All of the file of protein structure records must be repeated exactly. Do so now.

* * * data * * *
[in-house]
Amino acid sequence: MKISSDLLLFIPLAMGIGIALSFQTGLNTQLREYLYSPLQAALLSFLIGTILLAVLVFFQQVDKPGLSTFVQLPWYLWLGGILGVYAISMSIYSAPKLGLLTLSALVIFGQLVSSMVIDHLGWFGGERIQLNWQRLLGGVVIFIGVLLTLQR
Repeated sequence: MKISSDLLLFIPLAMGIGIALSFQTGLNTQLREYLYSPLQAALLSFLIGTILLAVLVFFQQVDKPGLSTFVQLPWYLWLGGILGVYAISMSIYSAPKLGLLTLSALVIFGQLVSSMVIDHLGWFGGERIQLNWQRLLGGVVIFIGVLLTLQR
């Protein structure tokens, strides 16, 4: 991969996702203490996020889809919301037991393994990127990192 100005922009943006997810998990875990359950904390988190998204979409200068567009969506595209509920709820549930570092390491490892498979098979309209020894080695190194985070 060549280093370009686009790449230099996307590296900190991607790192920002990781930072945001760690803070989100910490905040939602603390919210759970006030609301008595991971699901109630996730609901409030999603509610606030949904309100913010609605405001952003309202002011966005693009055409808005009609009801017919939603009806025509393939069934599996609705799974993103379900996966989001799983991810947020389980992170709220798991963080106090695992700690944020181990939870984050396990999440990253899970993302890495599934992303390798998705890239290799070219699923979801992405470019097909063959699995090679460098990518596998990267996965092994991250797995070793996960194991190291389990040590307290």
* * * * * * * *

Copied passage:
[in-house]
Amino acid sequence: MKISSDLLLFIPLAMGIGIALSFQTGLNTQLREYLYSPLQAALLSFLIGTILLAVLVFFQQVDKPGLSTFVQLPWYLWLGGILGVYAISMSIYSAPKLGLLTLSALVIFGQLVSSMVIDHLGWFGGERIQLNWQRLLGGVVIFIGVLLTLQR
Repeated sequence: MKISSDLLLFIPLAMGIGIALSFQTGLNTQLREYLYSPLQAALLSFLIGTILLAVLVFFQQVDKPGLSTFVQLPWYLWLGGILGVYAISMSIYSAPKLGLLTLSALVIFGQLVSSMVIDHLGWFGGERIQLNWQRLLGGVVIFIGVLLTLQR
């Protein structure tokens, strides 16, 4: 991969996702203490996020889809919301037991393994990127990192 100005922009943006997810998990875990359950904390988190998204979409200068567009969506595209509920709820549930570092390491490892498979098979309209020894080695190194985070 060549280093370009686009790449230099996307590296900190991607790192920002990781930072945001760690803070989100910490905040939602603390919210759970006030609301008595991971699901109630996730609901409030999603509610606030949904309100913010609605405001952003309202002011966005693009055409808005009609009801017919939603009806025509393939069934599996609705799974993103379900996966989001799983991810947020389980992170709220798991963080106090695992700690944020181990939870984050396990999440990253899970993302890495599934992303390798998705890239290799070219699923979801992405470019097909063959699995090679460098990518596998990267996965092994991250797995070793996960194991190291389990040590307290």